The severe weather conditions had a significant impact on the agricultural, coal and shipping industries. When the rivers Tyne and Thames froze it became virtually impossible to export what coal could be mined to London. On 5th February 1740 the Leeds Mercury reported on the closure of collieries in Durham and Northumberland which put many out of work and created a scarcity of coal. No ships were able to pass up the Humber because of the ice and it has been estimated that about 500 fewer ships than usual used the port at Sunderland during the spring of 1740.[1] The situation was aggravated by the fact that weather conditions on the continent were worse than in England, which created demand for exports from England and put pressure on Parliament to restrict the export of certain food products.

Throughout the worst of the winter months newspapers carried reports on charitable relief to alleviate the suffering of the labouring poor.

York Courant, 8 Jan 1740: Freezing temperatures reported in York; Coals are risen to so exorbitant a price that a Chaldron which used to be sold for 13 or 14 shillings were sold last Saturday for £1 12s; Last week by an Order from Above an embargo was laid on all ships in the river; A storm did great damage to ships, keels and small crafts in the River Tyne.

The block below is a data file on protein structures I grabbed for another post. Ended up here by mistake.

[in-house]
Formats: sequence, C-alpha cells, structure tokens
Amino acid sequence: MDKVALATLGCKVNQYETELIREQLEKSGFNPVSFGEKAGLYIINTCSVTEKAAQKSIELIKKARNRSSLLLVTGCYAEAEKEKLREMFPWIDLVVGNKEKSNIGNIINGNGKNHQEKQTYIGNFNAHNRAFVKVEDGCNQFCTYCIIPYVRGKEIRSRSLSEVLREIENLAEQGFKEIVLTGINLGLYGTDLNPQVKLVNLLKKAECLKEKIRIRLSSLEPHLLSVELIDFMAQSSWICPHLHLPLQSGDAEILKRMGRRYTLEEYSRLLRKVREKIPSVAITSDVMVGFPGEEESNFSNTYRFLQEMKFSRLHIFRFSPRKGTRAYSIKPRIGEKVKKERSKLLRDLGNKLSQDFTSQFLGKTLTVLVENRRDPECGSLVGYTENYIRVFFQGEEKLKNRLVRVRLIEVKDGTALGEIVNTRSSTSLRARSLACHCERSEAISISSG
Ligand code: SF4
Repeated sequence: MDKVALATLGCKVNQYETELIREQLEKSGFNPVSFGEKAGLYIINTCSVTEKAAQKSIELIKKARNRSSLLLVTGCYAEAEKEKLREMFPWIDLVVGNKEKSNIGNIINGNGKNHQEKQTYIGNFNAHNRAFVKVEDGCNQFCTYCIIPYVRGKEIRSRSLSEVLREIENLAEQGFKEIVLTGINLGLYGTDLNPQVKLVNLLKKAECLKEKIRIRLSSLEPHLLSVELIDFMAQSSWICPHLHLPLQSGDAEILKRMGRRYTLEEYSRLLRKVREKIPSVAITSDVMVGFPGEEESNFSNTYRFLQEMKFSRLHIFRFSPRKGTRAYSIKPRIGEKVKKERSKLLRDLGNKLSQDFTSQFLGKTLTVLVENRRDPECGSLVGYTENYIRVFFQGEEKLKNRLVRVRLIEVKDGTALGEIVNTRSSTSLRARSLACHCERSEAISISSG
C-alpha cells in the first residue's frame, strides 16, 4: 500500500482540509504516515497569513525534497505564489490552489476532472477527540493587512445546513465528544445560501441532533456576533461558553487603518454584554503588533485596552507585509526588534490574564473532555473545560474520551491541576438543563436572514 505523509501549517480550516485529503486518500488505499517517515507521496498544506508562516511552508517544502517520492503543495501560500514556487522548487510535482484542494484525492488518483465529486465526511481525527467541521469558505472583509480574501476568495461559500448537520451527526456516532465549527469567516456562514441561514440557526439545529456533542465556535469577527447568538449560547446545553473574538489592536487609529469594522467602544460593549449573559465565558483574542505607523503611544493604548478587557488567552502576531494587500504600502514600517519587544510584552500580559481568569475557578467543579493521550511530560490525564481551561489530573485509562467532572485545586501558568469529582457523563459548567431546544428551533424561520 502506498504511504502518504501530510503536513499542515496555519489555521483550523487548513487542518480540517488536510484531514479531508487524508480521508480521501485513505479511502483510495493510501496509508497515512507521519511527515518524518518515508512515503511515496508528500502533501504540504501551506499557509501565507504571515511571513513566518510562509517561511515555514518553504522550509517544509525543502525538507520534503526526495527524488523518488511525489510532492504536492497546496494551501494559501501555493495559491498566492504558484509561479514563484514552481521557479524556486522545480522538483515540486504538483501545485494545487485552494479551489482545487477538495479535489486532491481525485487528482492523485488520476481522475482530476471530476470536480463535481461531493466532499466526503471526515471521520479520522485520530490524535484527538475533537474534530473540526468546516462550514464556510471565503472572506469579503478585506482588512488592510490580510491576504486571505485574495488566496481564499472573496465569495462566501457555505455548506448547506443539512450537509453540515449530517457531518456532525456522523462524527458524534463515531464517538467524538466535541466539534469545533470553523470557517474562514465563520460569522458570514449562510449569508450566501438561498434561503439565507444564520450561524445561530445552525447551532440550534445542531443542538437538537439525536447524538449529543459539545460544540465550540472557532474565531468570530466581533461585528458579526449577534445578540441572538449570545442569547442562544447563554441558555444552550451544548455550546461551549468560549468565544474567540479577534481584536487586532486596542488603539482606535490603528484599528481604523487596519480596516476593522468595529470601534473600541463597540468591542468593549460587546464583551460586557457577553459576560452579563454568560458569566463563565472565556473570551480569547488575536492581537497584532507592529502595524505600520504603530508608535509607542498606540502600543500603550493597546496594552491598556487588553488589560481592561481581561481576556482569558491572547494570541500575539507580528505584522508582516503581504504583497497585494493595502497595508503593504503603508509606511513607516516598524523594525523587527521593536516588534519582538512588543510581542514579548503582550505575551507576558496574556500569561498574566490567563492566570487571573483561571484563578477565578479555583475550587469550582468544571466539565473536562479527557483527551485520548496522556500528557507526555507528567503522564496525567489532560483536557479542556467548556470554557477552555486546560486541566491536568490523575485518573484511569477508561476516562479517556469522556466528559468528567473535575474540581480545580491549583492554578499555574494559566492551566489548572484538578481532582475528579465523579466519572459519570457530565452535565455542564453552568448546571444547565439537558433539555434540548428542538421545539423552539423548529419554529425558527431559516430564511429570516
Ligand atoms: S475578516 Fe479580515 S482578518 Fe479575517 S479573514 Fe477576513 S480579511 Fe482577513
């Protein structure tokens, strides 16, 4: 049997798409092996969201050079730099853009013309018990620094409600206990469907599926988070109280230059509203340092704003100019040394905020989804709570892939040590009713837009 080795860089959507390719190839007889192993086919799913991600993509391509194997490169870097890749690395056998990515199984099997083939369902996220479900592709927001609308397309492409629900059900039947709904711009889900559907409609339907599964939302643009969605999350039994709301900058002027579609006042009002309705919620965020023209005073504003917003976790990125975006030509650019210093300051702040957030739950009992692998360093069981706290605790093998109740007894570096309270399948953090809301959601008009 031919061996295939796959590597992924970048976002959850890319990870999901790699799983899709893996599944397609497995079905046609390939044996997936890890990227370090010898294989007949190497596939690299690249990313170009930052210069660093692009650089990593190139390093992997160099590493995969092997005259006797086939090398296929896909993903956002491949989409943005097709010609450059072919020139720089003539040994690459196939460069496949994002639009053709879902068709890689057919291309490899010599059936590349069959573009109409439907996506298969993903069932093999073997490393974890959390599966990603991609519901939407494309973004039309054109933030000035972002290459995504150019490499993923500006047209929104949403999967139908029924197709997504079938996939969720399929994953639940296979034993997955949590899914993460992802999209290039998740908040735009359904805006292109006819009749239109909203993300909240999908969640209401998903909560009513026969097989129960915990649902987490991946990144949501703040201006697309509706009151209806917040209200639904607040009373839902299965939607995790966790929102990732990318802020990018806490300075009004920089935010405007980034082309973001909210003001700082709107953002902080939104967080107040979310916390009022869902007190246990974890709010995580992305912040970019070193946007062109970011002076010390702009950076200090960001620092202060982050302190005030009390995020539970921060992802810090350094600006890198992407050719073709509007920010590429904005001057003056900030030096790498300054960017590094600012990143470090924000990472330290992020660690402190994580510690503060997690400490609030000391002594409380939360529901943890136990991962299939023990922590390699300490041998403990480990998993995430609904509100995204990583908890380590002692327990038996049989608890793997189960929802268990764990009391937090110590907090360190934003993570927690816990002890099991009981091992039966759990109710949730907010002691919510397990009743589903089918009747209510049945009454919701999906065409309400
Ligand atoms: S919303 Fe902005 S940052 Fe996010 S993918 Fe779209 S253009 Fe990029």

York Courant, 15 Jan 1740: Report that weather improving, although the severest frost for 50 years; ‘Sir Edward Gascoigne, bart sent last week a wagon load of coal for the poor prisoners in the castle, another to Ouse bridge gaol; and several wagon loads more for distribution to the poor of the City;
Two eminent brewers, and several other considerable citizens, have likewise given away large quantities of coals for the same purpose’.

York Courant, 22 Jan 1740: Edward Thompson MP for the district has ordered that 40 guineas be paid to the Lord mayor for distribution to the poor in this rigorous season at the discretion of the Aldermen of each ward.

York Courant, 29 Jan 1740: Sir John Lister Kaye, bart, M.P., has ordered that 40 guineas be paid to the Lord mayor for distribution to the poor in present severe frost; William Garforth, esq gave £40 to be distributed amongst the poor; Leonard Thompson gave 20 guineas; Other gentlemen also gave money.

York Courant, 5 Feb 1740: Newcastle - The river Wear near Durham is frozen over; Walter Balckett M.P. for the district has given 200 guineas for distribution to the poor; George Bowes M.P. for Durham has given £200 for distribution to the poor; The Earl of Carlise give £50 for poor of Morpeth;
George Fox of York given 10 guineas.